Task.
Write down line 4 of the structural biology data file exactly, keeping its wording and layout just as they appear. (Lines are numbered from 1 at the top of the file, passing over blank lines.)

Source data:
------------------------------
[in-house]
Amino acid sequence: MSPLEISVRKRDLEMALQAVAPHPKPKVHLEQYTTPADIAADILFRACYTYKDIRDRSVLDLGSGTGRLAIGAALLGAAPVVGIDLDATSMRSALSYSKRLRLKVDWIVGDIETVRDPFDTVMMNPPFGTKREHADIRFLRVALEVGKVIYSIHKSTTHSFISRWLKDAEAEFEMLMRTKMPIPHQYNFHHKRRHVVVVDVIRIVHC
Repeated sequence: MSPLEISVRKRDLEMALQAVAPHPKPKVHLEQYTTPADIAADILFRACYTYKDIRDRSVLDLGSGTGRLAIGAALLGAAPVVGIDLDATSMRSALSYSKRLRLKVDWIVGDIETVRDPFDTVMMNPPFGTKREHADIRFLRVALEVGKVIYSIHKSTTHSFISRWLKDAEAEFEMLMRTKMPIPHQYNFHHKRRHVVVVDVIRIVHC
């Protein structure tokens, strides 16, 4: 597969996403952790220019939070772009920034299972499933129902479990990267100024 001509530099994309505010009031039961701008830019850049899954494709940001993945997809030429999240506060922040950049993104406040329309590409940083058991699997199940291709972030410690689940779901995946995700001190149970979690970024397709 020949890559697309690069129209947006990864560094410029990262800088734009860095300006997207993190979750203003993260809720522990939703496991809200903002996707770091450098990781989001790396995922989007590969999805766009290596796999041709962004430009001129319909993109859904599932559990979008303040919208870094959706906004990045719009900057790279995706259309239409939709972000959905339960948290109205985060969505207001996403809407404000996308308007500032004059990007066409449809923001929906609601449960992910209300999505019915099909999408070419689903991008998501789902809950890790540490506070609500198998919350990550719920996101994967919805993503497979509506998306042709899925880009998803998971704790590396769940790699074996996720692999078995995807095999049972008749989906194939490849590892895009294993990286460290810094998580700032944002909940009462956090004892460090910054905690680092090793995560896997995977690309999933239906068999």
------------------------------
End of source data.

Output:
């Protein structure tokens, strides 16, 4: 597969996403952790220019939070772009920034299972499933129902479990990267100024 001509530099994309505010009031039961701008830019850049899954494709940001993945997809030429999240506060922040950049993104406040329309590409940083058991699997199940291709972030410690689940779901995946995700001190149970979690970024397709 020949890559697309690069129209947006990864560094410029990262800088734009860095300006997207993190979750203003993260809720522990939703496991809200903002996707770091450098990781989001790396995922989007590969999805766009290596796999041709962004430009001129319909993109859904599932559990979008303040919208870094959706906004990045719009900057790279995706259309239409939709972000959905339960948290109205985060969505207001996403809407404000996308308007500032004059990007066409449809923001929906609601449960992910209300999505019915099909999408070419689903991008998501789902809950890790540490506070609500198998919350990550719920996101994967919805993503497979509506998306042709899925880009998803998971704790590396769940790699074996996720692999078995995807095999049972008749989906194939490849590892895009294993990286460290810094998580700032944002909940009462956090004892460090910054905690680092090793995560896997995977690309999933239906068999």